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Reply to comment: Serum bilirubin concentrations, type 2 diabetes, and incident coronary heart disease

  • Jing Wang
  • Xiaofen Wu
  • Yaru Li
  • Xu Han
  • Hua Hu
  • Fei Wang
  • Caizheng Yu
  • Xiulou Li
  • Kun Yang
  • Jing Yuan
  • Ping Yao
  • Xiaoping Miao
  • Sheng Wei
  • Youjie Wang
  • Weihong Chen
  • Yuan Liang
  • Huan Guo
  • Handong Yang
  • Tangchun Wu
  • Xiaomin Zhang
  • Meian HeEmail author
Letter to the Editor
  • 34 Downloads

We appreciate the comments by Dr. Kawada on our article [1], which recommended to conduct comprehensive analysis by including renal function and serum uric acid concentration in the multivariate model to assess the associations of serum bilirubin levels and coronary heart disease (CHD) risk among type 2 diabetes (T2D) cases [2]. As indicated in Table 1, further introduction of estimated glomerular filtration (eGFR) and serum uric acid into the multivariate model did not materially change the association of total bilirubin, direct bilirubin, and indirect bilirubin with CHD risk. The eGFR level was related to the incident CHD risk among T2D cases with marginally statistical significance (hazard ratio: 1.00; 95% confidence interval 0.99–1.00; P = 0.033), while serum uric acid concentration was not (hazard ratio: 1.00; 95% confidence interval 0.92–1.08, P = 0.94).

Table 1

Baseline bilirubin levels and the risk of incident coronary heart disease in type 2 diabetes (n = 2918)

Characteristics

Keywords

Bilirubin Type 2 diabetes Coronary heart disease Renal function Uric acid 

Notes

Funding

This work was funded by the grant from the National Natural Science Foundation (grant NSFC- 81872698, 81522040 and 81473051); the Program for HUST Academic Frontier Youth Team; National Key R&D Program of China (2017YFC0907501); the 111 Project (No. B12004); Innovative Research Team in University of Ministry of Education of China (No. IRT1246); China Medical Board (No. 12–113).The Natural Science Foundation of Hubei Province of China (2017CFC856) and Faculty Development Grant from Hubei University of Medicine (2016QDJZR12).

Compliance with ethical standards

Conflict of interest

The authors declare that they have no conflict.

Human and animals rights

All procedures followed were in accordance with the ethical standards of the responsible committee on human experimentation (institutional and national) and with the Helsinki Declaration of 1975, as revised in 2008.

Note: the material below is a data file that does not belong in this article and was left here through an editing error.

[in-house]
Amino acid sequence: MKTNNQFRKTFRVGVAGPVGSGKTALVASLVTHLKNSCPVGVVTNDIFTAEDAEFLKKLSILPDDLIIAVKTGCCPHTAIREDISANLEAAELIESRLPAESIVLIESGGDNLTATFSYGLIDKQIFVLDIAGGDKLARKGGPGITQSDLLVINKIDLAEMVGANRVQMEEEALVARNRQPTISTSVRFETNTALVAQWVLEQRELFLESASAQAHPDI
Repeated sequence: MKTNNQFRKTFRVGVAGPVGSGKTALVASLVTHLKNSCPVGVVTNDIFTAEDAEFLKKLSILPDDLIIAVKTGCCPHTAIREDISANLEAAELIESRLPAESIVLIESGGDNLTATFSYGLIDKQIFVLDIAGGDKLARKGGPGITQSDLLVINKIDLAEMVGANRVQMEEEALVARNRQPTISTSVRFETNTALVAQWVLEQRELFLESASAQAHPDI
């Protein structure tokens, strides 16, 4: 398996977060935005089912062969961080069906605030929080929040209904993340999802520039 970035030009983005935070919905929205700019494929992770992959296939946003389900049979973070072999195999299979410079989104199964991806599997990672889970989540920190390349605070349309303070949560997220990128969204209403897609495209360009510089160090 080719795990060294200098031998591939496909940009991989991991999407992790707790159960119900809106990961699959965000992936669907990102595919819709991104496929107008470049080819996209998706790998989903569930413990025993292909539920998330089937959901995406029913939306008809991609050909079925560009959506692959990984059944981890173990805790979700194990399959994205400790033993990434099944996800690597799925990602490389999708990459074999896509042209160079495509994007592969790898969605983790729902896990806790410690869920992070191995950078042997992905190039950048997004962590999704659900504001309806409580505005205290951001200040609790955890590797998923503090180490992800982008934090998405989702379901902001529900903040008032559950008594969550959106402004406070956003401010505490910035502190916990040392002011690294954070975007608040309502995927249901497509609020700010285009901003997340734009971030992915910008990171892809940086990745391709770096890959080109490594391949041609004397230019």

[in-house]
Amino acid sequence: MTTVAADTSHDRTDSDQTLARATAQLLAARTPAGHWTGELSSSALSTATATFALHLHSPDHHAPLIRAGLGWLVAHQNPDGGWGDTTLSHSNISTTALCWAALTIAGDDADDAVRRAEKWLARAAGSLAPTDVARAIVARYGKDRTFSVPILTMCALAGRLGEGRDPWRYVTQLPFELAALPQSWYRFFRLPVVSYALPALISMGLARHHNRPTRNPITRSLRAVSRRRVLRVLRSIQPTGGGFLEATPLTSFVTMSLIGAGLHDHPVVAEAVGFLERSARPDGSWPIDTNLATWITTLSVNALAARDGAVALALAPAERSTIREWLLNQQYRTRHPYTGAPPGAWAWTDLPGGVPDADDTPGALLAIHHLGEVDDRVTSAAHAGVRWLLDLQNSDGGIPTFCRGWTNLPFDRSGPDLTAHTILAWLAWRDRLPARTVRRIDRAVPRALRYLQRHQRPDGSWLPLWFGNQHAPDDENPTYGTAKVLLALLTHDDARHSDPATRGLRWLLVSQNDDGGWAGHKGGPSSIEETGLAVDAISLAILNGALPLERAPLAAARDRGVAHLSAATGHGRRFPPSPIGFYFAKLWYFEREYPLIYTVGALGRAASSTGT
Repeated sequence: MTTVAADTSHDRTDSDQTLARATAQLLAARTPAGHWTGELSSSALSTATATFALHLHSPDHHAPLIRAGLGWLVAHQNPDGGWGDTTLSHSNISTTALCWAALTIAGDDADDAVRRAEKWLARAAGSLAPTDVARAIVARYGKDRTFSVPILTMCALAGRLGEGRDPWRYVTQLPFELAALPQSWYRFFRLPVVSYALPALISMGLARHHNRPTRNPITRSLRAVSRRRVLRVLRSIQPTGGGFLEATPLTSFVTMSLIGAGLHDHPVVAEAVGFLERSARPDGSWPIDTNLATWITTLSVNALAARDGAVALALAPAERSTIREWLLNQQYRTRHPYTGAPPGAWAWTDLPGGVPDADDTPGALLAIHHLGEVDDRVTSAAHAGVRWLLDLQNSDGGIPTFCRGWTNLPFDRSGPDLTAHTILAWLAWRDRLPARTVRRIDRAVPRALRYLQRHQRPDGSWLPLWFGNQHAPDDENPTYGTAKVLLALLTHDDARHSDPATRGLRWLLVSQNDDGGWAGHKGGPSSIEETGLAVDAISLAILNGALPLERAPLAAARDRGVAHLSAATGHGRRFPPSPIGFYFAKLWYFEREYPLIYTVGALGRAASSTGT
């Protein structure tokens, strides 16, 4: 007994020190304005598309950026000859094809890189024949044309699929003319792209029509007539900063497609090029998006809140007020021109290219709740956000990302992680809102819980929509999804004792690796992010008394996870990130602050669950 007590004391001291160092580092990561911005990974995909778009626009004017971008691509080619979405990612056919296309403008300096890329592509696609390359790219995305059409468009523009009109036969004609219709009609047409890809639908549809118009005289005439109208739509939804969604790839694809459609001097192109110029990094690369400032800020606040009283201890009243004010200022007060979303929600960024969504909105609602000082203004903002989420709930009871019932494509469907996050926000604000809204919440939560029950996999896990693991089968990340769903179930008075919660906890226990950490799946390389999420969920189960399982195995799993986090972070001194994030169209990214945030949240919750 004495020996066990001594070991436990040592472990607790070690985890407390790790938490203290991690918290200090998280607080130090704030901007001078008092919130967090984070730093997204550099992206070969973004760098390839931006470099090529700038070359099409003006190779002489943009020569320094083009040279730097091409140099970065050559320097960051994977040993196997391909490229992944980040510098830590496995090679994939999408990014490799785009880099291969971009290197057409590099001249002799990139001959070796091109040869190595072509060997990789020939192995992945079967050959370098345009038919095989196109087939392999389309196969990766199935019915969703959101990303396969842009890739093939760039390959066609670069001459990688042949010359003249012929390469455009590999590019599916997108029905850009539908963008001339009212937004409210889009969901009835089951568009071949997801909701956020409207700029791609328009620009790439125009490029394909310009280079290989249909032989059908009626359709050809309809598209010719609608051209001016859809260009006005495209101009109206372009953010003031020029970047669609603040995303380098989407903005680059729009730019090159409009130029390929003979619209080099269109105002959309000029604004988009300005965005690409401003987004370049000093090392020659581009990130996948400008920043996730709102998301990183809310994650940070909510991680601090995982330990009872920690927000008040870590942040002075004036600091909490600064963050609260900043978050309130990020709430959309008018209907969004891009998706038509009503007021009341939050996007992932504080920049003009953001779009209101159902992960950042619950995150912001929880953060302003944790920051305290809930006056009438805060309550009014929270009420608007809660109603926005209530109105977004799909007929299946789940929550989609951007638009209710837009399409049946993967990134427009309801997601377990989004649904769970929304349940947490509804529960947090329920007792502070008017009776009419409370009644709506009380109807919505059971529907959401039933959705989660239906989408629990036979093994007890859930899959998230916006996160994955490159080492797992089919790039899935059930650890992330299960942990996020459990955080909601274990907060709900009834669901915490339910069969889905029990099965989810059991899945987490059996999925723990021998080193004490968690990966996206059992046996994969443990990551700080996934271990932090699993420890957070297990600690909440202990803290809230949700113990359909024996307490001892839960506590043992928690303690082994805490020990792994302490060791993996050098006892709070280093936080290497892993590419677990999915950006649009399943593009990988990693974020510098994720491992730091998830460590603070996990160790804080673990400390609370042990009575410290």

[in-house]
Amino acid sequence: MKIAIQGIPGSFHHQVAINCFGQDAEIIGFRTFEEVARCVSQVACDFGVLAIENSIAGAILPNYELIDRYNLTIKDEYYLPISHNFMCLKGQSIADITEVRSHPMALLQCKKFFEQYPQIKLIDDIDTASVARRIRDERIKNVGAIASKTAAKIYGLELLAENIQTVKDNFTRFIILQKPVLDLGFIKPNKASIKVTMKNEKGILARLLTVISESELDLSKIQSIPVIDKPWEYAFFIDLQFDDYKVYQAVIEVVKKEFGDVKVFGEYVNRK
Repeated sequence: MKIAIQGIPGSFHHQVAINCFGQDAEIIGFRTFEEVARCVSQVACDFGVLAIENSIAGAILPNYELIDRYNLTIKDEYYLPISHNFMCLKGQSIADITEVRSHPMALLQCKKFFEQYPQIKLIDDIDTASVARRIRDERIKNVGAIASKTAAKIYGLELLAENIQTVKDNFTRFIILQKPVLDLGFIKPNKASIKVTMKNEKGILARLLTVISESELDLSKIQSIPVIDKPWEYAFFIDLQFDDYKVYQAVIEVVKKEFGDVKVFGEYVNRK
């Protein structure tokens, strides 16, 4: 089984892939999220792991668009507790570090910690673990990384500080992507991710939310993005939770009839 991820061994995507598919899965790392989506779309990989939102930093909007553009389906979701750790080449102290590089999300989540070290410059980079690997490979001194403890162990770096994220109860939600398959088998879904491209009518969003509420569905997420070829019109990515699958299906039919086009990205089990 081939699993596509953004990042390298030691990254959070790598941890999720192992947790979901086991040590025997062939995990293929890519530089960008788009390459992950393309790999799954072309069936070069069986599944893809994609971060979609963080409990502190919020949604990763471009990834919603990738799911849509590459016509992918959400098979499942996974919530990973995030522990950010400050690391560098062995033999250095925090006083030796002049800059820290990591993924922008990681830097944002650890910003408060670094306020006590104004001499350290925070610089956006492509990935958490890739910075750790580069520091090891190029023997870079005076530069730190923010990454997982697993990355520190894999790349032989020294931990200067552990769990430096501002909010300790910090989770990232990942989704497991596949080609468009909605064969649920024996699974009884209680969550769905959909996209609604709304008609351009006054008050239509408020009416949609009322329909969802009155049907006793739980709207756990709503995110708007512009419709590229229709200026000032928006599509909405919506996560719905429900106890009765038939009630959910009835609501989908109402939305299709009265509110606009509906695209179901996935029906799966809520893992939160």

Informed consent

Informed consent was obtained from all patients for being included in the study.

References

  1. 1.
    Wang J, Wu X, Li Y et al (2017) Serum bilirubin concentrations and incident coronary heart disease risk among patients with type 2 diabetes: the Dongfeng-Tongji cohort. Acta Diabetol 54(3):257–264CrossRefGoogle Scholar
  2. 2.
    Tomoyuki K (2018) Serum bilirubin concentrations, type 2 diabetes and incident coronary heart disease. Acta Diabetol.  https://doi.org/10.1007/s00592-018-1250-8 CrossRefGoogle Scholar
  3. 3.
    Wang J, Yu Y, Li X et al (2018) Serum uric acid levels and decreased estimated glomerular filtration rate in patients with type 2 diabetes: a cohort study and meta-analysis. Diabetes Metab Res Rev 34(7):e3046CrossRefGoogle Scholar
  4. 4.
    Zalawadiya SK, Veeranna V, Mallikethi-Reddy S et al (2015) Uric acid and cardiovascular disease risk reclassification: findings from NHANES III. Eur J Prev Cardiol 22(4):513–518CrossRefGoogle Scholar
  5. 5.
    Keenan T, Zhao W, Rasheed A et al (2016) Causal assessment of serum urate levels in cardiometabolic diseases through a mendelian randomization study. J Am Coll Cardiol 67(4):407–416CrossRefGoogle Scholar

Copyright information

© Springer-Verlag Italia S.r.l., part of Springer Nature 2018

Authors and Affiliations

  • Jing Wang
    • 1
    • 2
  • Xiaofen Wu
    • 3
  • Yaru Li
    • 2
  • Xu Han
    • 2
  • Hua Hu
    • 2
  • Fei Wang
    • 2
  • Caizheng Yu
    • 2
  • Xiulou Li
    • 4
  • Kun Yang
    • 4
  • Jing Yuan
    • 2
  • Ping Yao
    • 2
  • Xiaoping Miao
    • 5
  • Sheng Wei
    • 5
  • Youjie Wang
    • 2
  • Weihong Chen
    • 2
  • Yuan Liang
    • 2
  • Huan Guo
    • 2
  • Handong Yang
    • 4
  • Tangchun Wu
    • 2
  • Xiaomin Zhang
    • 2
  • Meian He
    • 2
    Email author
  1. 1.Department of Preventive Medicine, School of Public Health and Management, Department of Endocrinology, Renmin HospitalHubei University of MedicineShiyanChina
  2. 2.Department of Occupational and Environmental Health, State Key Laboratory of Environmental Health for Incubating, School of Public Health, Tongji Medical CollegeHuazhong University of Science and TechnologyWuhanChina
  3. 3.Department of Gerontology, Tongji Hospital, Tongji Medical CollegeHuazhong University of Science and TechnologyWuhanChina
  4. 4.Dongfeng Central Hospital, Dongfeng Motor Corporation and Hubei University of MedicineShiyanChina
  5. 5.Department of Epidemiology and Biostatistics, School of Public Health, Tongji Medical CollegeHuazhong University of Science and TechnologyWuhanChina

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